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You see, the trip to Mars is expected to take about seven months, and that's a long time to be cooped up on your own inside a spacecraft.
So, with that in mind, if the astronauts could travel whilst in a state of suspended animation or hibernation, they wouldn't have to deal with the mental health problems that could arise.
On top of that, the amount of protection that the spacecraft would need from powerful interplanetary space radiation would be reduced as well, because they'd broadly be remaining in the same place.
The problem is, humans have long since lost the ability to hibernate. That's where Professor Vladyslav Vyazovskiy comes in.
The Prof is an associate professor of neuroscience over at Oxford University, and obviously knows his stuff, having specialised in sleep and its functions.
He reckons that if a state of hibernation can be achieved, it would make the journey fly by, both literally and figuratively.
Vyazovskiy explained: "Imagine you had to take a very long-haul flight to Mars, for example, and how much fuel, water supply, air you'd need to take along.
"If you were awake all the time, there are also huge implications for mental health, spending so much time in a highly confined environment - so it would be really advantageous to put the astronauts in a state of stasis."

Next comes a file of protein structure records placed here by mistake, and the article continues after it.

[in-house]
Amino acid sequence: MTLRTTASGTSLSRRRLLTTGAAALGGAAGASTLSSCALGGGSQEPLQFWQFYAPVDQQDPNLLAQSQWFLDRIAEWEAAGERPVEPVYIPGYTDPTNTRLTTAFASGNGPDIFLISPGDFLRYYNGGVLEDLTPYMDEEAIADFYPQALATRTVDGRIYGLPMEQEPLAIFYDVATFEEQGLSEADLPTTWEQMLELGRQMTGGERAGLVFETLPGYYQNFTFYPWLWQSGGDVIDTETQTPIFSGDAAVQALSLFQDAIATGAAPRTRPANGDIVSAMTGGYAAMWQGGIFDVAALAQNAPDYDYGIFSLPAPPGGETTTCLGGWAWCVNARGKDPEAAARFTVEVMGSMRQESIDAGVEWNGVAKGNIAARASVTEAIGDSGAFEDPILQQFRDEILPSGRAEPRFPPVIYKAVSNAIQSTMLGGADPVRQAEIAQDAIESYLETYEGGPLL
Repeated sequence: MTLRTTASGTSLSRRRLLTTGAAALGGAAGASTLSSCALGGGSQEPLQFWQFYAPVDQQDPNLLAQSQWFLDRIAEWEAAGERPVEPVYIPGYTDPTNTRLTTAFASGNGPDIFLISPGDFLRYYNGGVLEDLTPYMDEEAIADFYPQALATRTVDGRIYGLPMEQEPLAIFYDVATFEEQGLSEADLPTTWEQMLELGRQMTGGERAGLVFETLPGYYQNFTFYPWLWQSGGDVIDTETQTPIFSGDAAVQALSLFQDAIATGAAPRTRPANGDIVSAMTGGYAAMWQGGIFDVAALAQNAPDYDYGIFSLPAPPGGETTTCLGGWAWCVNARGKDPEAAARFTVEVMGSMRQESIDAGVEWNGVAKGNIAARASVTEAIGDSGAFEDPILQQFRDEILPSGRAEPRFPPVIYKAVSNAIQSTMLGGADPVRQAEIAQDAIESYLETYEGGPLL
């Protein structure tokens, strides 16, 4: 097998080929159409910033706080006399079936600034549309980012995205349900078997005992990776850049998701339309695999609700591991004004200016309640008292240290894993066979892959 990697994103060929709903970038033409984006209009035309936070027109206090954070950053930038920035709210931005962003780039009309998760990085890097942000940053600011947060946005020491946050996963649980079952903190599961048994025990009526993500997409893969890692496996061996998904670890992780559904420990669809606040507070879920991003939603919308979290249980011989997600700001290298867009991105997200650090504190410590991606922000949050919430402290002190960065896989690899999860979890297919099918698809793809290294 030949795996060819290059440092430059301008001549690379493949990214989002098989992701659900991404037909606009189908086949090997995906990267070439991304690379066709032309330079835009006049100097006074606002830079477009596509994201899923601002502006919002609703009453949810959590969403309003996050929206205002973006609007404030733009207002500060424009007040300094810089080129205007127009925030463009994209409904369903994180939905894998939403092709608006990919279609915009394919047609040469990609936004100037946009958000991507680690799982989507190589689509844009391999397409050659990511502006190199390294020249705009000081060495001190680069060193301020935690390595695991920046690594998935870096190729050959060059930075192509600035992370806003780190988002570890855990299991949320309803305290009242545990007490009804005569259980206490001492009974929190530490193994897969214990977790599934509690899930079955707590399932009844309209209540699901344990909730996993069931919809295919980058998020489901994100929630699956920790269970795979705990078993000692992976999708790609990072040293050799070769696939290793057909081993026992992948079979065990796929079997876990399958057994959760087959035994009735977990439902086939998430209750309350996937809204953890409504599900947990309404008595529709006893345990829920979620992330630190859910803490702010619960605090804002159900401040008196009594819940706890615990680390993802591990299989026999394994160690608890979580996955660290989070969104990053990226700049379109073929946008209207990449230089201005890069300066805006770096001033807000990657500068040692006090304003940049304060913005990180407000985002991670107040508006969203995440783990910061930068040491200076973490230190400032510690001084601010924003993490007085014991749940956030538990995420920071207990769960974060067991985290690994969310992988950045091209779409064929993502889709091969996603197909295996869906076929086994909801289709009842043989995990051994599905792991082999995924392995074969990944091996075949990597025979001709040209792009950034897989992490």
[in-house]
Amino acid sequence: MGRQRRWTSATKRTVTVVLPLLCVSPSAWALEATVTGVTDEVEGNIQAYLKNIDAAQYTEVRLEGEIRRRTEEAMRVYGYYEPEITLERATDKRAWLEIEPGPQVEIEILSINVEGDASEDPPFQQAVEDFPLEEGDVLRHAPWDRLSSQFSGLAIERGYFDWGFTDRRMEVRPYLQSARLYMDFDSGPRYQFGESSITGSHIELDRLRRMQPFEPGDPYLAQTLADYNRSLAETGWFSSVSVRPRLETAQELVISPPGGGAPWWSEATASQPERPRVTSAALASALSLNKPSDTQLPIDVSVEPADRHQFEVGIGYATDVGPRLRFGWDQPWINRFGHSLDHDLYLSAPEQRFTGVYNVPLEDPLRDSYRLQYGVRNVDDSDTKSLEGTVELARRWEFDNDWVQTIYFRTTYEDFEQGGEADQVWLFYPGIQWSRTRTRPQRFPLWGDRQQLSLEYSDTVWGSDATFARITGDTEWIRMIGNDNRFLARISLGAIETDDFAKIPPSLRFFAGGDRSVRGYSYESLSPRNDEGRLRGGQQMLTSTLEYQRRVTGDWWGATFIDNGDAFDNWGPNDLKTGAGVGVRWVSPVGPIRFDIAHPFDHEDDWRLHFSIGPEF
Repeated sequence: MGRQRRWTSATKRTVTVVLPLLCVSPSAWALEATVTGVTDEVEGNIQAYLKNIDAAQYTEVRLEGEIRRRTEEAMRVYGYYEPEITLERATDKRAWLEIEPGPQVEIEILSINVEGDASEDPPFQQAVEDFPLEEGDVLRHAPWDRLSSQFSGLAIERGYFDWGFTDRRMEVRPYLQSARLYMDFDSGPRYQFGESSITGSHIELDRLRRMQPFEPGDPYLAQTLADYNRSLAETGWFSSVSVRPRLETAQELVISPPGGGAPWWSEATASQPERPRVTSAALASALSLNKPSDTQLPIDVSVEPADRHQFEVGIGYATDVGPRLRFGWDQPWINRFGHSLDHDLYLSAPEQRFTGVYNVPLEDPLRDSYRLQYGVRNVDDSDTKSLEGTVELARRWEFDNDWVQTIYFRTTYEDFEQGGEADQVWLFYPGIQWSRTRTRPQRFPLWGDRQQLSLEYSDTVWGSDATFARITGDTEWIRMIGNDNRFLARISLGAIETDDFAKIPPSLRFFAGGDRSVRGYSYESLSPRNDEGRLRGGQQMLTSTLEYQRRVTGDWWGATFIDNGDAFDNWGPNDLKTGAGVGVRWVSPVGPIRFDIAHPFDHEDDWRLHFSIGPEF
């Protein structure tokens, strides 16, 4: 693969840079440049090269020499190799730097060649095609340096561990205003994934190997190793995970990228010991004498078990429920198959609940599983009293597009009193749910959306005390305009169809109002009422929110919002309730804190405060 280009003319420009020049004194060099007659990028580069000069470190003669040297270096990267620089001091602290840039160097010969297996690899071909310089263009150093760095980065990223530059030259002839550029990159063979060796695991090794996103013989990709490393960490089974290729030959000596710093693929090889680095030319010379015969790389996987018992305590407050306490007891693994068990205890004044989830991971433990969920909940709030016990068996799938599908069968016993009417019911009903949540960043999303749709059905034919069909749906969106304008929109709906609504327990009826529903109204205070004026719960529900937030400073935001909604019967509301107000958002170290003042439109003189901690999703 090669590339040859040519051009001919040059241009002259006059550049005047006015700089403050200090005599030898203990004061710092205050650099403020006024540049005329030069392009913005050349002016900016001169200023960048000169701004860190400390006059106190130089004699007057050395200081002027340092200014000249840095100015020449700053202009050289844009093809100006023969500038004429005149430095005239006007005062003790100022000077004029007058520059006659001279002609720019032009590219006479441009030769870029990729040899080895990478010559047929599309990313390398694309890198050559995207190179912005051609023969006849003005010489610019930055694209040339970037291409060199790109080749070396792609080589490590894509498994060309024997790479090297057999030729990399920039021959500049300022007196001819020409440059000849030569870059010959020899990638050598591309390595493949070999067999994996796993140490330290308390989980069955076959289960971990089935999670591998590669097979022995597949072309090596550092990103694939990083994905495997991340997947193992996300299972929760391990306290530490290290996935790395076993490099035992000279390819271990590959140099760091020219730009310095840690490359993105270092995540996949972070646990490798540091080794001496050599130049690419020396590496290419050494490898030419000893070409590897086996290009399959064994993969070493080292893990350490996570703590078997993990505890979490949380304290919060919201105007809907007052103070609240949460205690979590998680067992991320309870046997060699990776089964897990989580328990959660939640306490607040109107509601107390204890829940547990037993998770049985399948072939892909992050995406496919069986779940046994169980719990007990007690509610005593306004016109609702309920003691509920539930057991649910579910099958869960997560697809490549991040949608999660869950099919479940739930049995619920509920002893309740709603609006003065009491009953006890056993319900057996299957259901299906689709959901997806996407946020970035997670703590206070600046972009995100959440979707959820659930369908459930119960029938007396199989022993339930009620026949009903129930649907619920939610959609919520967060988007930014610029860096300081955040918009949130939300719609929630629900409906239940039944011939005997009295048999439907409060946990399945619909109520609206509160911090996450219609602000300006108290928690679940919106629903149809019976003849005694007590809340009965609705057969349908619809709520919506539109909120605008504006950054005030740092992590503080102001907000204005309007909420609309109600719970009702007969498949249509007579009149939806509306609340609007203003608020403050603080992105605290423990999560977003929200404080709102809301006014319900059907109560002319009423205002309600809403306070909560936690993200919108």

This might sound like sleep, but hibernation - particularly in other animals - isn't actually really like that.
He continued: "Hibernation is a fascinating biological phenomenon. Sometimes it is confused with sleep because when an animal is hibernating it looks like it is sleeping, but it's a fundamentally different state."
It had previously thought that primates - a group that includes us - don't hibernate, but some lemurs in Madagascar have recently been observed hibernating for as much as seven months.
What a handy amount of time.
It's peculiar because Madagascar isn't particularly cold, so there's no real climatic reason for them to do so.
However, one thing we do know is that the lemurs are particularly long-lived, potentially as a result of this hibernation.
Vyazovskiy explained in The Telegraph: "Hibernation is a widespread phenomenon and many animals hibernate,
"We know that some primates are able to. So I can't think what is special about humans that means they can't hibernate. We just need to find the secret.
"We can produce an artificial state of hibernation by administering drugs, but I don't think this is the most promising approach.
"We should learn from other animal species and how they trigger that process spontaneously - they know the trick but we have lost it for reasons we don't know yet."
Well, the quicker we find out, the more likely a trip to Mars becomes.
Featured Image Credit: PA
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